The measure of a society is found in how it treats its weakest and most helpless citizens, we often say.
But how about the way it treats those looking after its weakest citizens?
New figures show that women labourers make up the majority of zero hour contracts in the United Kingdom. To a large degree this can be explained by how wide spread the use of this form of employment has become in the care sector, a part of the labour market dominated by women.
Research for the Low Pay Commission found that nearly 60 per cent of domiciliary care sector workers are on zero hour contracts. This form of employment requires you to be available for work, but your employer is under no obligation to provide it.
In domiciliary care zero hour contracts have been common for over a decade and is currently the predominant form of employment. It’s often a matter of no choice for workers.
You either accept it, or you don’t have a job.
Receiving the National Minimum Wage for care work is also not guaranteed since employers do not always adequately cover travel time between clients.
Interestingly it seems that it is employers in the voluntary sector (34 per cent) and the public sector (24 per cent) that are more likely to use these contracts, not private sector employers (17 per cent). However private companies that deliver publicly funded services, mainly in health, social care and education, also commonly use them.
Zero hour contracts are not just about businesses trying to make more money and have flexibility on their terms, but charities with mission statements about doing good and the public sector which cares for our parents, our children and our sick.
Austerity is naturally part of the explanation for the rise of these contracts but not the whole story, as mentioned before they have been common in care for over a decade.
The fact that women are the majority of workers on zero hour contracts should however not come as a surprise. Care work, in almost any labour market in the world is performed by an insecure, vulnerable and largely female work force.
Traditionally care was conducted in the home. Based on empathy, love and nurturing, it was seen as a complement to the harsh male world of market competition and money. Care was something women did out of love and because they simply were female. It was their gentle nature in action. It had nothing to do with money, the story went.
When care moved out of the home and into the hospitals, nurseries and retirement homes, this idea remained strong. To take care of others was something one did because one was a good person. Not because one wanted a career or to earn a living.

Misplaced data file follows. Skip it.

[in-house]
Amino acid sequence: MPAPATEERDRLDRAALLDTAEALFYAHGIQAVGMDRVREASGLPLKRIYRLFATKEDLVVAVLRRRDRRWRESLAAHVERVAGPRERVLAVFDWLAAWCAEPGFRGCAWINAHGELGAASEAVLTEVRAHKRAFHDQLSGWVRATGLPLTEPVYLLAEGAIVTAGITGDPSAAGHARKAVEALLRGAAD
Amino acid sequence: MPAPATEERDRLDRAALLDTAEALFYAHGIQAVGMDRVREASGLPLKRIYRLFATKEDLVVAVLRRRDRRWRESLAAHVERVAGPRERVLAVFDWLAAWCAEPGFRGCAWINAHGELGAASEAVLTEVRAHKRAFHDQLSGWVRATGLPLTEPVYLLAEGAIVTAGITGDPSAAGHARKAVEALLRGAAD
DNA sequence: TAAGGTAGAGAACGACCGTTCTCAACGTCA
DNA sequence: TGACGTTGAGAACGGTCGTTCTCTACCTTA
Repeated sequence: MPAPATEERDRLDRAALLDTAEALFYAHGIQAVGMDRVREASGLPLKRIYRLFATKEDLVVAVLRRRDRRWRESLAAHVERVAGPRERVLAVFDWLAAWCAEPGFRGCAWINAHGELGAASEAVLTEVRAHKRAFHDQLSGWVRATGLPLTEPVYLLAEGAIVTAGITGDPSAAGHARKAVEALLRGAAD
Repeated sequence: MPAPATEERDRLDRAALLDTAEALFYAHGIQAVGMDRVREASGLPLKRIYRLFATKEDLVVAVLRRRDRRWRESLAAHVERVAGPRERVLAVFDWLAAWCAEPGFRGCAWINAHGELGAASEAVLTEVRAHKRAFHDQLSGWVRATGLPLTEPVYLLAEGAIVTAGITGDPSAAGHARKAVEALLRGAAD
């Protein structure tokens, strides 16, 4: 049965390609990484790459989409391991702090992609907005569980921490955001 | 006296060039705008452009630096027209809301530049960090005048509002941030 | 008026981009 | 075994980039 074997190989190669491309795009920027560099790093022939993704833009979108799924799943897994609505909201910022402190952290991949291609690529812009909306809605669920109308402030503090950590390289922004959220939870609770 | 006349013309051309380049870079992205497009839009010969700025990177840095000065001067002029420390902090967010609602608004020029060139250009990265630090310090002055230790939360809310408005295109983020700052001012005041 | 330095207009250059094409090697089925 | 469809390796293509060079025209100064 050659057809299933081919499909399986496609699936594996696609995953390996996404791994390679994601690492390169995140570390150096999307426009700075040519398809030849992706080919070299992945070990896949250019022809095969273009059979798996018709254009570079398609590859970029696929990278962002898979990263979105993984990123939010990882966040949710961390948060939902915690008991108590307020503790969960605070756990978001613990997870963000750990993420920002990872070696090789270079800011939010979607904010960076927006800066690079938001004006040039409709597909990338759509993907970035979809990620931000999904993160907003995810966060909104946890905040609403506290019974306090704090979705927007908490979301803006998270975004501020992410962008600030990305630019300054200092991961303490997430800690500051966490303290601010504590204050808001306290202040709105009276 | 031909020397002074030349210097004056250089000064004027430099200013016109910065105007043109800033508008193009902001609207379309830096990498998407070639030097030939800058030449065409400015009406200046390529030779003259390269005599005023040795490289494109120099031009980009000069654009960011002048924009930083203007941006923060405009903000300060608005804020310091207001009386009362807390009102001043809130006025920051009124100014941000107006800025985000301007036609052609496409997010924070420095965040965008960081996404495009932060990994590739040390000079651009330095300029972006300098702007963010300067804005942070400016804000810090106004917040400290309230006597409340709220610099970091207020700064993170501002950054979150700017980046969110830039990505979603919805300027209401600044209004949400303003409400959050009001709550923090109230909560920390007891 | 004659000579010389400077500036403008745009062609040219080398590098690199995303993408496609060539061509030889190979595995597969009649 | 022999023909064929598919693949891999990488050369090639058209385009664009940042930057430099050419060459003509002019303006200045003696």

It is telling that many of the first nurses were nuns who had sworn an oath of poverty.
The logic remains with us today.
Professional nurses, carers and child minders are simply extending their natural family role as nurturers, we believe on some level. Therefore they do not need to be paid very well for doing it. It’s not a real job, at least not in the same way as many men’s jobs. It doesn’t require training or skills in the same way.
“Anyone can do it.”
At least any women.
The problem is that care is a real job. A very important one. Just look at the research into children’s early years: about how brain sensitivity to language, numeracy, social skills and emotional control all peak before the age of four. The care children get during the first four years of their life determines their success more than most other things. How can we know this and at the same time treat child care as a job anyone can do? How can we not make the investments in steady, consistent and well-educated members of staff? We know it will save society money down the line. It costs a lot more to try to make up for what children lose during these early years later, than to simply fix it then.
To look after the elderly and the sick also requires skill and it requires time. The rise of zero hour contracts means that vulnerable and disabled people increasingly receive care in short fragments, sometime just fifteen minutes. It’s not enough to meet basic human needs. And not being able to do a good job puts tremendous stress on the work force in this sector.
Zero hour contracts is a women’s issue. It’s also an issue about what we value in society and why. What is seen as a real job and what is not. Who’s contribution is considered important and who’s considered doing something “anyone can do”.
Should this really be how we treat those who look after our most vulnerable citizens?
And what does that say about us?
Katrine Marçal’s Who Cooked Adam Smith’s Dinner?: A Story About Women and Economics is published by Portobello Books today (5 March).